The McKinley Health Center
Macronutrients: the Importance of Carbohydrate, Protein, and Fat
Carbohydrates are the macronutrient that we need in the largest amounts. According to the Dietary Reference Intakes published by the USDA, 45% - 65% of calories should come from carbohydrate. We need this amount of carbohydrate because:
• Carbohydrates are the body’s main source of fuel.
• Carbohydrates are easily used by the body for energy.
• All of the tissues and cells in our body can use glucose for energy.
• Carbohydrates are needed for the central nervous system, the kidneys, the brain, the muscles (including the
heart) to function properly.
• Carbohydrates can be stored in the muscles and liver and later used for energy.
• Carbohydrates are important in intestinal health and waste elimination.
• Carbohydrates are mainly found in starchy foods (like grain and potatoes), fruits, milk, and yogurt. Other
foods like vegetables, beans, nuts, seeds and cottage cheese contain carbohydrates, but in lesser amounts.
Fiber refers to certain types of carbohydrates that our body cannot digest. These carbohydrates pass through the intestinal tract intact and help to move waste out of the body. Diets that are low in fiber have been shown to cause problems such as constipation and hemorrhoids and to increase the risk for certain types of cancers such as colon cancer. Diets high in fiber; however, have been shown to decrease risks for heart disease, obesity, and they help lower cholesterol. Foods high in fiber include fruits, vegetables, and whole grain products.
Why do we need protein to survive?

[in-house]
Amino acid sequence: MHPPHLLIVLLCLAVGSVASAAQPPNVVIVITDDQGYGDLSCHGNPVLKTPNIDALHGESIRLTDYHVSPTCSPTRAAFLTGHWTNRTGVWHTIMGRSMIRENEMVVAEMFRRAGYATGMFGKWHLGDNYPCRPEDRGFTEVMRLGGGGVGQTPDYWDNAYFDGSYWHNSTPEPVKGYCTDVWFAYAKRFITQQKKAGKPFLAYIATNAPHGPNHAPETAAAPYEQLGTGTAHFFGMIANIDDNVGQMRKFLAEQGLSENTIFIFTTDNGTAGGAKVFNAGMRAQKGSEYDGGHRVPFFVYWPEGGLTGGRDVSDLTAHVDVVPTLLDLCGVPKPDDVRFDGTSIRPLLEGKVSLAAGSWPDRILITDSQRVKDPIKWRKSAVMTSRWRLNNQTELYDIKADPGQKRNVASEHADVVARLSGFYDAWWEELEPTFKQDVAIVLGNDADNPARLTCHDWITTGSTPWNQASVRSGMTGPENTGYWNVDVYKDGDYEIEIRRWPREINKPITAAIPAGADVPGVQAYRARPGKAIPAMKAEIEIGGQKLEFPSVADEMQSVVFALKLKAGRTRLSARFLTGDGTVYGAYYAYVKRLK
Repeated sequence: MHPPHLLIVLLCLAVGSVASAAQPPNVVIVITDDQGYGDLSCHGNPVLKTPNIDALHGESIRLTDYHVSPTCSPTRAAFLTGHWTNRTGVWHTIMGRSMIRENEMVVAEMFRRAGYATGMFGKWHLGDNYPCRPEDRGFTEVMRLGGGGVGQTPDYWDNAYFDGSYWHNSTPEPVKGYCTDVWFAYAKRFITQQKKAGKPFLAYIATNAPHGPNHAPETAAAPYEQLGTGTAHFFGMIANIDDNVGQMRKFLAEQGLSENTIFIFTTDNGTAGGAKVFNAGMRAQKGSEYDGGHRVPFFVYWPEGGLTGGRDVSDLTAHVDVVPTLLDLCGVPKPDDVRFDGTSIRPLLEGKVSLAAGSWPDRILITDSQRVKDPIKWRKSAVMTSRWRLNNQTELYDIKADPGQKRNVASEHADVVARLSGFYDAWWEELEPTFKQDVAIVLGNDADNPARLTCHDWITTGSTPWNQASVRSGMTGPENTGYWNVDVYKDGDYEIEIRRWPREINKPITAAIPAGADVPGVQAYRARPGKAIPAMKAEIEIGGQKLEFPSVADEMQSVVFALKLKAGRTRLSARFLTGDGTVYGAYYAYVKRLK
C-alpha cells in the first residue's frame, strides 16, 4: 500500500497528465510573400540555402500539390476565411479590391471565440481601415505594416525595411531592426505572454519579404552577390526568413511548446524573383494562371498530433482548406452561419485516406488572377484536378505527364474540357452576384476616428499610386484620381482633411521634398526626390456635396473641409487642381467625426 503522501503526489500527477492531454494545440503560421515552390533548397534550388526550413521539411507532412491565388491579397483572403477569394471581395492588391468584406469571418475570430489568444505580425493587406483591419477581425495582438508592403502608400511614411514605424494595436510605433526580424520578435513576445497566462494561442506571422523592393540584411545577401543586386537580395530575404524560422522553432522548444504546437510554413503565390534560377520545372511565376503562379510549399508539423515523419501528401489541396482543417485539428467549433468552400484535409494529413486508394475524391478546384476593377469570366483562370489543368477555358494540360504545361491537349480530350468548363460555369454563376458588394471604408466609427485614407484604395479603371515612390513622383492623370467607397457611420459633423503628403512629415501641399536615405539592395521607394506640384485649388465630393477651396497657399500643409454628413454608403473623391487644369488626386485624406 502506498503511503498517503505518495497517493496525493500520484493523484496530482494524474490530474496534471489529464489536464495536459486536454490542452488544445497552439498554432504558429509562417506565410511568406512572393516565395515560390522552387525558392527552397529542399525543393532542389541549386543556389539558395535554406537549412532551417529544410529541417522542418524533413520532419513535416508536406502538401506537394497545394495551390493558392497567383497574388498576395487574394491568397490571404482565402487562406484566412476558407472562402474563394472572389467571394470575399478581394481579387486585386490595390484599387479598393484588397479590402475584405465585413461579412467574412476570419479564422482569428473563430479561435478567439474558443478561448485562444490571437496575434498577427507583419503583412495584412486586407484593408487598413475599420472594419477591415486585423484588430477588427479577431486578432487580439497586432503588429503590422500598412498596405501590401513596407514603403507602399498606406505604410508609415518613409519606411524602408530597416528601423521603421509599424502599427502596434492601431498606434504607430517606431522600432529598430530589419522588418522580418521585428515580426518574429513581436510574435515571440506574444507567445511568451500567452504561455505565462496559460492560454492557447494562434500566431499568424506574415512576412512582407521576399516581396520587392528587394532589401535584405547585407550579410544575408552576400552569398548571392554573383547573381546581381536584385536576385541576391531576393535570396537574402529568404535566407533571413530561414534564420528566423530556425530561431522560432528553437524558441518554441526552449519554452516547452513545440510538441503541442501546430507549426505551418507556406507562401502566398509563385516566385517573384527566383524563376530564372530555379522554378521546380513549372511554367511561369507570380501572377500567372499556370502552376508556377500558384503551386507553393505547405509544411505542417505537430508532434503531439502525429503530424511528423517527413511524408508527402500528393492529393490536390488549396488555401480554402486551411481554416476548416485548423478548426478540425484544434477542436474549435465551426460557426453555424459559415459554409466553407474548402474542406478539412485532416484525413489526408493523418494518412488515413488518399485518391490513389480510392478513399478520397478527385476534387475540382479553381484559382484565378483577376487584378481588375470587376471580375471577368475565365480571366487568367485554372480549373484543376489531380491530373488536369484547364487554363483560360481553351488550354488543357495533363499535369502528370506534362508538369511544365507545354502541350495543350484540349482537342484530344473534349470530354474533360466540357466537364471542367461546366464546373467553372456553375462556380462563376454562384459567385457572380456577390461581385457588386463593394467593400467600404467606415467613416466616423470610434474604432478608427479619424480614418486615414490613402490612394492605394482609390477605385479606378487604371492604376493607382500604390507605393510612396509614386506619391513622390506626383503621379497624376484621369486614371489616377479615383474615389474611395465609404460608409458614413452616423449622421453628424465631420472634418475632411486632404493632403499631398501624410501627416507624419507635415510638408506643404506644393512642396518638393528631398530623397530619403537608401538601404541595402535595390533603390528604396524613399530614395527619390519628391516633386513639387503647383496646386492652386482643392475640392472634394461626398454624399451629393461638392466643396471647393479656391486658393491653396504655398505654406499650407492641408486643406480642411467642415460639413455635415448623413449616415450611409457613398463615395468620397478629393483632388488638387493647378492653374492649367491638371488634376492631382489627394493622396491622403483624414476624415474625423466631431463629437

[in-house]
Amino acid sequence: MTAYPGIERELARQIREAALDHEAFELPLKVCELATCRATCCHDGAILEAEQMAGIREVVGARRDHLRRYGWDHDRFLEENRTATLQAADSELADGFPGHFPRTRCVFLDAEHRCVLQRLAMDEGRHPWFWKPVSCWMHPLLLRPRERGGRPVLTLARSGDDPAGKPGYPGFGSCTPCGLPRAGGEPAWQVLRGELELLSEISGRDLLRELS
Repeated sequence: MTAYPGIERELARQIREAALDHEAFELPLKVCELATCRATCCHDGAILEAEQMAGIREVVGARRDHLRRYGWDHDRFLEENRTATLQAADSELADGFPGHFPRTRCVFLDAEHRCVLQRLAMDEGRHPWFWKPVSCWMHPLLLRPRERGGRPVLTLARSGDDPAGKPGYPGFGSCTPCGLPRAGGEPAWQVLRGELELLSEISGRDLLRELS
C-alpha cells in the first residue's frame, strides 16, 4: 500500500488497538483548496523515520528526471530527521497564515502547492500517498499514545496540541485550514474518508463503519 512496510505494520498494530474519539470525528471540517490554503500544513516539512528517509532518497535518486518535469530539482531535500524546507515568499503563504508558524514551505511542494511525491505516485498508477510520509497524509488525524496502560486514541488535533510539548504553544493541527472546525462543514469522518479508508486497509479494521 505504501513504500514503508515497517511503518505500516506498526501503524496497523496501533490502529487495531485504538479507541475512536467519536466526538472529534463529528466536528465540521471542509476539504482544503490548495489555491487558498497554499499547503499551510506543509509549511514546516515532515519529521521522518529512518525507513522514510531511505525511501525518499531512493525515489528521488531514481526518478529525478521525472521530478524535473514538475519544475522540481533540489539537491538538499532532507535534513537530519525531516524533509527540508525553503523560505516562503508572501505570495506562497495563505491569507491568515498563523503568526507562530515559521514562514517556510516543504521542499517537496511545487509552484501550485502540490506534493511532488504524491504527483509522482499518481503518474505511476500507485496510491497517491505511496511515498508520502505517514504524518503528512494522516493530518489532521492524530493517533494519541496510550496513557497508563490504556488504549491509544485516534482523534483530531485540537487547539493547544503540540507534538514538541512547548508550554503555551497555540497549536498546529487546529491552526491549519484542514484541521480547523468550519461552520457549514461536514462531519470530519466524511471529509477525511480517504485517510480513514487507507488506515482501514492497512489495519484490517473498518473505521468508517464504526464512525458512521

Protein is found in meats, poultry, fish, meat substitutes, cheese, milk, nuts, legumes, and in smaller quantities in starchy foods and vegetables.
When we eat these types of foods, our body breaks down the protein that they contain into amino acids (the building blocks of proteins). Some amino acids are essential which means that we need to get them from our diet, and others are nonessential which means that our body can make them. Protein that comes from animal sources contains all of the essential amino acids that we need. Plant sources of protein, on the other hand, do not contain all of the essential amino acids.
According to the Dietary Reference Intakes published by the USDA 10% - 35% of calories should come from protein. Most Americans get plenty of protein, and easily meet this need by consuming a balanced diet. We need protein for:
• Growth (especially important for children, teens, and pregnant women)
• Tissue repair
• Immune function
• Making essential hormones and enzymes
• Energy when carbohydrate is not available
• Preserving lean muscle mass
Why do we need fat to survive?
Fat is found in meat, poultry, nuts, milk products, butters and margarines, oils, lard, fish, grain products and salad dressings. There are three main types of fat, saturated fat, unsaturated fat, and trans fat. Saturated fat (found in foods like meat, butter, lard, and cream) and trans fat (found in baked goods, snack foods, fried foods, and margarines) have been shown to increase your risk for heart disease. Replacing saturated and trans fat your diet with unsaturated fat (found in foods like olive oil, avocados, nuts, and canola oil) has been shown decrease the risk of developing heart disease.
Although fats have received a bad reputation for causing weight gain, some fat is essential for survival. According to the Dietary Reference Intakes published by the 20% - 35% of calories should come from fat. We need this amount of fat for:
• Normal growth and development
• Energy (fat is the most concentrated source of energy)
• Absorbing certain vitamins ( like vitamins A, D, E, K, and carotenoids)
• Providing cushioning for the organs
• Maintaining cell membranes
• Providing taste, consistency, and stability to foods